A former U.S. envoy to Cairo today called for a “time out” in funding for pro-democracy non-governmental groups supporting Egypt’s transition.
Funding for Egyptian civil society groups is “unwise” during a time of political upheaval, former diplomat Frank G. Wisner told the Center for American Progress, a liberal think-tank.
“Do we want to be busy on the ground with U.S.-funded political organizations in a period of disruptions?” Wisner asked. “This is a moment for a time-out in active use of U.S. institutions in Egyptian politics.”
The Obama administration needs to “manage the NGO problem” by trying to “get it down below the radar,” he said.
The case will resume next month to allow government officials to testify, but the proceedings will be closed to the media. Prosecution witnesses are expected to include Egypt’s Minister of International Cooperation Fayza Abolnaga, the instigator of the prosecution, who will address the court starting July 4, said Rawda Saeed, one of the defendants.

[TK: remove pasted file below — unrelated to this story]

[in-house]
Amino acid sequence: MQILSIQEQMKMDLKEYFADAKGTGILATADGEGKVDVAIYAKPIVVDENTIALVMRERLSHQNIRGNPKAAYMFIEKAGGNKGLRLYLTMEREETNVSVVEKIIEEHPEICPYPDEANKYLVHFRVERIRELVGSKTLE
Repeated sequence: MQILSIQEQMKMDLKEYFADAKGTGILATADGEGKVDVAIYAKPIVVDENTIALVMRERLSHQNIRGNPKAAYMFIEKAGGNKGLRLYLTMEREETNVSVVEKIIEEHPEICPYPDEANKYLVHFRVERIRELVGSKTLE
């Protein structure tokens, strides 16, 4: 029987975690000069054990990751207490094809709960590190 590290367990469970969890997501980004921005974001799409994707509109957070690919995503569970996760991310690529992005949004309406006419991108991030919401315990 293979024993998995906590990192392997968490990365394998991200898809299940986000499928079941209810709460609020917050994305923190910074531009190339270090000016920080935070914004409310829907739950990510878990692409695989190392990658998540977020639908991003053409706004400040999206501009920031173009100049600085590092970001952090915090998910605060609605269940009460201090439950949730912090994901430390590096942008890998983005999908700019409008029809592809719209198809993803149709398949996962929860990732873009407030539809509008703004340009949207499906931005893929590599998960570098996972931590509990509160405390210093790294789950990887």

An Egyptian-American defendant who returned to face trial appeared at the court in handcuffs, but the court ordered Sherif Mansour, a former Freedom House employee, to be freed until the verdict.
“Despite the mass mobilization of people during the revolution, Egyptian civil society is on tenuous ground: legislation proposed in February threatens, essentially, to put civil society under state control,” notes Isobel Coleman of the Council on Foreign Relations.
“Moreover, many Egyptians complain that all the focus has been on Western aid to liberal groups, but little attention has been paid to funds from Gulf countries given to Islamist groups. There is much speculation that these funds dwarf in size what has gone to the liberal groups.”
The Obama administration this week denounced the trial as “politically motivated.”
Egyptian authorities should “stop trying these individuals and instead resolve any outstanding issues that they may have on this matter in a government-to-government basis,” said State Department spokesman Mark Toney. The U.S. would continue to work with civil society as “an important component to a successful democratic transition for Egypt.”